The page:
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N. Chas Top Cop Also Wants To Build As the City Grows
Published:
5/7/2014 3:32:31 PM


North Charleston Police Chief Eddie Driggers
 
By Barney Blakeney


North Charleston Police Chief Eddie Driggers grew up in the city where he now is the top law enforcement officer. He lives close to the high school he attended, North Charleston High, and has spent the entire 31 years of his law enforcement career in the city. So when it comes to tackling crime in the city that is designated one of the nation’s most dangerous, he sees the problem from a community perspective.

When 16-year-old Ty’Quan President was gunned down as he sat on his bicycle talking with friends on Sorentrue Avenue April 21 becoming the city’s sixth homicide victim so far this year, Driggers already was reaching out to groups and individuals in the community in an effort to reduce crime.

‘We Are One’ is a new community initiative Driggers will implement, the first since he was named chief January 2013. As part of the department’s continuing effort to eliminate criminal violence, the initiative will bring together leaders representing public and private entities who hopefully will use their forums to play an active role in crime prevention, awareness and to provide information on social and economic services available. Most importantly, the initiative hopes to send the message to criminals that the community is standing together to make neighborhoods safe.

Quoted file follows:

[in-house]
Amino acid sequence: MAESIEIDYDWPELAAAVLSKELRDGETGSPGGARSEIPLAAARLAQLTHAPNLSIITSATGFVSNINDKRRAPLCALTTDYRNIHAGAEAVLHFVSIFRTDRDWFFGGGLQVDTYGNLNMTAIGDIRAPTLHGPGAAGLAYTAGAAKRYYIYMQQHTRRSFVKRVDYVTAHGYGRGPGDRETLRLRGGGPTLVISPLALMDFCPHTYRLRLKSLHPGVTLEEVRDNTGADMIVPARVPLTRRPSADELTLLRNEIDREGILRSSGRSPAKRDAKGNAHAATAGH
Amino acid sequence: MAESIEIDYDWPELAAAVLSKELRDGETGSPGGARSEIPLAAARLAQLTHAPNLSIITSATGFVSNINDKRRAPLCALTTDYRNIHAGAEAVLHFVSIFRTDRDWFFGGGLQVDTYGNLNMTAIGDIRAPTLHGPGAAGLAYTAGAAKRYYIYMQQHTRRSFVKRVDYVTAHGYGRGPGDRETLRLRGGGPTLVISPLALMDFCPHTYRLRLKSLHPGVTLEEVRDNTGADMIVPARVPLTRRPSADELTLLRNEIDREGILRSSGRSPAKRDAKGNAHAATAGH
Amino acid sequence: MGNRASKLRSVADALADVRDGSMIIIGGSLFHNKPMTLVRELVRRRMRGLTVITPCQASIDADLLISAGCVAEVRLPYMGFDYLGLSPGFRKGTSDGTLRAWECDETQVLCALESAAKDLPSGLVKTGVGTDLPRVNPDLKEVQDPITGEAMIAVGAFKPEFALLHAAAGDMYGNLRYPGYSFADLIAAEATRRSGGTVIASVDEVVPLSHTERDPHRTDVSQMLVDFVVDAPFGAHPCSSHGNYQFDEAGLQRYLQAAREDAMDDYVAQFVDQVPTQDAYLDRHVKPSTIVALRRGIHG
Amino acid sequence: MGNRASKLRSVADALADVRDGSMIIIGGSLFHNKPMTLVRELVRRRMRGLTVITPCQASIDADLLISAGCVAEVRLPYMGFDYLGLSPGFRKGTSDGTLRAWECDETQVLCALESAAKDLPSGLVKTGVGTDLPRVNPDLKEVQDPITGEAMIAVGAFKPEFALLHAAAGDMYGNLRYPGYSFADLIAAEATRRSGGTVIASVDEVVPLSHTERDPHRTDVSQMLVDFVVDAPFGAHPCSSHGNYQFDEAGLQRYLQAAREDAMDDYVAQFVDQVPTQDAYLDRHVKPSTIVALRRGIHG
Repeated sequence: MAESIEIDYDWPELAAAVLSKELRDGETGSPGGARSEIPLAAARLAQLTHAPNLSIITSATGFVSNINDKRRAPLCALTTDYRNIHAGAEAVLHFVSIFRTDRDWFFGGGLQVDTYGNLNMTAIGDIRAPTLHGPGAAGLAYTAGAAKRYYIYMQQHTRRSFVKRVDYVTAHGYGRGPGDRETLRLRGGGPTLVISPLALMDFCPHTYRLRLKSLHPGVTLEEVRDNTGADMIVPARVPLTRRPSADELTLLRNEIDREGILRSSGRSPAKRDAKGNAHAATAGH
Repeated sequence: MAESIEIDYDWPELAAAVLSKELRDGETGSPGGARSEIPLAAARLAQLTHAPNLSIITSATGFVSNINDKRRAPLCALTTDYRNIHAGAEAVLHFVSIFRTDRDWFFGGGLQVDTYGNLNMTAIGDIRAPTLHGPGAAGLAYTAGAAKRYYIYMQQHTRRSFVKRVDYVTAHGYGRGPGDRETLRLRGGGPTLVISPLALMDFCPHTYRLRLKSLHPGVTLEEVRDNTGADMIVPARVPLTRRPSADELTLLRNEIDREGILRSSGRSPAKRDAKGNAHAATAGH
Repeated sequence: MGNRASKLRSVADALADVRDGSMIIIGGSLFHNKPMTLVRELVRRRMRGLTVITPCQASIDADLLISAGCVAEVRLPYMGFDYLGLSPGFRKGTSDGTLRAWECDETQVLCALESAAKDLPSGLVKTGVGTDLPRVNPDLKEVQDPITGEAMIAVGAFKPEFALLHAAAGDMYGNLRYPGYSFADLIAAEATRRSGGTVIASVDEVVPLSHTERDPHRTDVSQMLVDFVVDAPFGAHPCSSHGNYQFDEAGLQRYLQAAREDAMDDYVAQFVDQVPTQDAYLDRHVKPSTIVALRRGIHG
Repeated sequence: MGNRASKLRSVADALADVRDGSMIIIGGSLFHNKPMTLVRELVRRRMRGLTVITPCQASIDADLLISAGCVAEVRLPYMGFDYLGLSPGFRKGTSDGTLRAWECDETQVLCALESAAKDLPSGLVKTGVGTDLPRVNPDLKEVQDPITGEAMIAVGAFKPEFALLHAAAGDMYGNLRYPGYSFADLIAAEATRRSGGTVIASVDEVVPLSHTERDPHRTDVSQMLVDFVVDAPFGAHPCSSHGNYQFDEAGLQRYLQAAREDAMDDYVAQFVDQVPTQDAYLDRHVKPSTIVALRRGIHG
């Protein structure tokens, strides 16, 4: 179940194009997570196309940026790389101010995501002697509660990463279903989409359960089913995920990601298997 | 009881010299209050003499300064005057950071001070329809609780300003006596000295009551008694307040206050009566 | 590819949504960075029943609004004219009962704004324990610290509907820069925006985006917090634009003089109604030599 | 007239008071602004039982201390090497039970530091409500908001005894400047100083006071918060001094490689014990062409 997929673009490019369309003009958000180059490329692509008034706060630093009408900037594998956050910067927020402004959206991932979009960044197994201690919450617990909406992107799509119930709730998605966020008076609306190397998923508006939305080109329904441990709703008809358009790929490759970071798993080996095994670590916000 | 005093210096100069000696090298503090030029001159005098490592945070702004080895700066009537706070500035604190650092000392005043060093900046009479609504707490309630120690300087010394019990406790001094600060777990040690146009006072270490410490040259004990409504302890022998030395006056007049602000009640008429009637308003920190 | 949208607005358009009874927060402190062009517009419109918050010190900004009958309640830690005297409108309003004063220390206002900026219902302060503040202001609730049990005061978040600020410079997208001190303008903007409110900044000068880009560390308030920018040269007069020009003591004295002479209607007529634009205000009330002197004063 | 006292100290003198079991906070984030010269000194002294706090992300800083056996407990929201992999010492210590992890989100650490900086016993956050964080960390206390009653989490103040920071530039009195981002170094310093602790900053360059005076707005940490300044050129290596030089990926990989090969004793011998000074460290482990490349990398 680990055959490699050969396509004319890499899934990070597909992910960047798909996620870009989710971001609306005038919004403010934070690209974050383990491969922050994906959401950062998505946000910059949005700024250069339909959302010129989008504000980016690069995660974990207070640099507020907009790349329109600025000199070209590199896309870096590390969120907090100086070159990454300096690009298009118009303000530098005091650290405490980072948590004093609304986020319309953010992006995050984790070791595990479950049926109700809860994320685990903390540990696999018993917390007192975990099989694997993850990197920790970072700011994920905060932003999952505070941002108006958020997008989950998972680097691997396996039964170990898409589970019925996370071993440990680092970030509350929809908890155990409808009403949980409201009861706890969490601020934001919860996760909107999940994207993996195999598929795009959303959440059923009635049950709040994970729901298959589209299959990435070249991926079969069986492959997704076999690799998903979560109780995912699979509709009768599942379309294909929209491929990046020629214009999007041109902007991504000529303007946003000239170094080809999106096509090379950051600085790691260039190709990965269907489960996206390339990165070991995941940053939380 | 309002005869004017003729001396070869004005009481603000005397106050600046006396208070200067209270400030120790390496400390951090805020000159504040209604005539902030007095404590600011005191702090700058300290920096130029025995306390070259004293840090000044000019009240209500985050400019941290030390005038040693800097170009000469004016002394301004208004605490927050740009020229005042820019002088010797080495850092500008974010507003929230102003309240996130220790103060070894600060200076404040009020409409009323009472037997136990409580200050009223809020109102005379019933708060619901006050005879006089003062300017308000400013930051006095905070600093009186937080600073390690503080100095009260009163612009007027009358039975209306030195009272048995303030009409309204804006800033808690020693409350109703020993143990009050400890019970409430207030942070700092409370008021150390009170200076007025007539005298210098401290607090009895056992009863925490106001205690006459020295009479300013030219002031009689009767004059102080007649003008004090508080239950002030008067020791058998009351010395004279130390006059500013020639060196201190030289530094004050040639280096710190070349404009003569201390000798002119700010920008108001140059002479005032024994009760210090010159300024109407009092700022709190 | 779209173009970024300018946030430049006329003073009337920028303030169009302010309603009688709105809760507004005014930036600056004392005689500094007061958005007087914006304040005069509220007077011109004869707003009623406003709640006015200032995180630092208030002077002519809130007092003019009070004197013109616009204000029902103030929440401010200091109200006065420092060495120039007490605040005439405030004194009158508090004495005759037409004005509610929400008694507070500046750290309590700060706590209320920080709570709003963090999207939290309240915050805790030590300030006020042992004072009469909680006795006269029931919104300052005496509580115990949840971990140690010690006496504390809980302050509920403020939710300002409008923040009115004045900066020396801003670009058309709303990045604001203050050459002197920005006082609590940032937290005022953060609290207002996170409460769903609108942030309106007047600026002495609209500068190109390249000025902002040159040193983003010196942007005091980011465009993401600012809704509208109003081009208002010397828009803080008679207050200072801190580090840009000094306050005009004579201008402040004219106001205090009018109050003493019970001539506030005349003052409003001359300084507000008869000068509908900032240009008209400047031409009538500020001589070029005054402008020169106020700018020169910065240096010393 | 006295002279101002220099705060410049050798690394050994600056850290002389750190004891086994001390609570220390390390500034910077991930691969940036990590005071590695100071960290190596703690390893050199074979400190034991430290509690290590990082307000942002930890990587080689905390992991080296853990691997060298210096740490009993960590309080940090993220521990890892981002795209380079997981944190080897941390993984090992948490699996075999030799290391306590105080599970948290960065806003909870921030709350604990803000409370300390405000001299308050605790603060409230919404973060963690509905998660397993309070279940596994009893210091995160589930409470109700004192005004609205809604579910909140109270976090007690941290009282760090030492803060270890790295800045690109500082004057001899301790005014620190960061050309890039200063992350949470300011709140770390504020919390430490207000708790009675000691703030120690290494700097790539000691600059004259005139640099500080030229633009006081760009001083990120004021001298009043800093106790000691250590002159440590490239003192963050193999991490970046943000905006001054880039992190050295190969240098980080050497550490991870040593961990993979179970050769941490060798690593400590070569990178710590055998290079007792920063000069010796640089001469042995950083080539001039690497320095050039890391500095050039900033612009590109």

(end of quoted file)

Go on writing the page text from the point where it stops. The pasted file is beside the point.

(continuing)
Driggers still lives in the same neighborhood where he grew up. His father was a small business owner, known throughout much of the community. He embraces the village concept and quickly asserts that the community police concept is not new and isn’t his idea. He hopes North Charleston says its had enough of violent crime.

After 31 years as a cop - beginning as a beat cop with the City of North Charleston and eventually rising to the number two spot in the Charleston County Sheriff Department before retiring in 2006 then joining the Coastal Crisis Chaplaincy two years later until coming out of retirement last year - Driggers knows that it takes more than policing to impact crime. He says it takes building relationships with the various segments of the community.

He said he realizes that he is first a policeman, but with that job comes a duty to work on some quality of life issues. That’s where he hopes building relationships with other community entities will enable his department to be proactive in reducing violent crime.

The department will continue other initiatives that have proven successful like its neighborhood resource officers and saturation teams in area hotspots. But it also will add a few twists such as reintroducing the Stand Program that offers non-violent offenders employment and other alternatives to crime. A newly formed cops athletic program is sponsoring nine new baseball teams this summer.

Driggers said he also will look internally to see how the department can better itself. He’s taking a hard look at complaints filed against officers and notes that the department has initiated more investigations against officers than it has complaints initiated externally. Everyone should be concerned about police abuse, he said.

He’s proud of the direction the city is taking as it continues to grow, Driggers said. He wants the perception of its police department to change with that growth.

“There are some areas we have to work on,” Driggers said, adding as he reiterated his emphasis on building community partnership, “The operative word there is we.”

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